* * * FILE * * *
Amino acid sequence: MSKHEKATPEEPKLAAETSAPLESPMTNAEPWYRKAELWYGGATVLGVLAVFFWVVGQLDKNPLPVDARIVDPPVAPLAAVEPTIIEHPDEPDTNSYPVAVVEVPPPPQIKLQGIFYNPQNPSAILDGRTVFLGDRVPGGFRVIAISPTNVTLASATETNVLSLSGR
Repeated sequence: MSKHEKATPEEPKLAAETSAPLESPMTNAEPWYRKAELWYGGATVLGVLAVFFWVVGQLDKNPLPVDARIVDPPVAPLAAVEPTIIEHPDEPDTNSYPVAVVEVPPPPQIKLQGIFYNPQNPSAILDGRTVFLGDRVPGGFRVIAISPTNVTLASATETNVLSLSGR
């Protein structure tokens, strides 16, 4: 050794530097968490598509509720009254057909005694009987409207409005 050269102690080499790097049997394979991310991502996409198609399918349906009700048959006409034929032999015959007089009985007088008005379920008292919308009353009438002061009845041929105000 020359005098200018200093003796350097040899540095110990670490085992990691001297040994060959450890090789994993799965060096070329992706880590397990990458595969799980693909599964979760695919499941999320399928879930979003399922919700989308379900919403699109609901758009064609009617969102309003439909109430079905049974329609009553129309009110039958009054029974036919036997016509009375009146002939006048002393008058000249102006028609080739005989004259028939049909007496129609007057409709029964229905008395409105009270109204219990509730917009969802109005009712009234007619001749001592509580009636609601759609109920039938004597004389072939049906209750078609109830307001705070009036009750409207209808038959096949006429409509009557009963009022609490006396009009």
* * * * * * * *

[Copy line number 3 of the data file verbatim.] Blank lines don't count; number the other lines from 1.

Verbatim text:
């Protein structure tokens, strides 16, 4: 050794530097968490598509509720009254057909005694009987409207409005 050269102690080499790097049997394979991310991502996409198609399918349906009700048959006409034929032999015959007089009985007088008005379920008292919308009353009438002061009845041929105000 020359005098200018200093003796350097040899540095110990670490085992990691001297040994060959450890090789994993799965060096070329992706880590397990990458595969799980693909599964979760695919499941999320399928879930979003399922919700989308379900919403699109609901758009064609009617969102309003439909109430079905049974329609009553129309009110039958009054029974036919036997016509009375009146002939006048002393008058000249102006028609080739005989004259028939049909007496129609007057409709029964229905008395409105009270109204219990509730917009969802109005009712009234007619001749001592509580009636609601759609109920039938004597004389072939049906209750078609109830307001705070009036009750409207209808038959096949006429409509009557009963009022609490006396009009």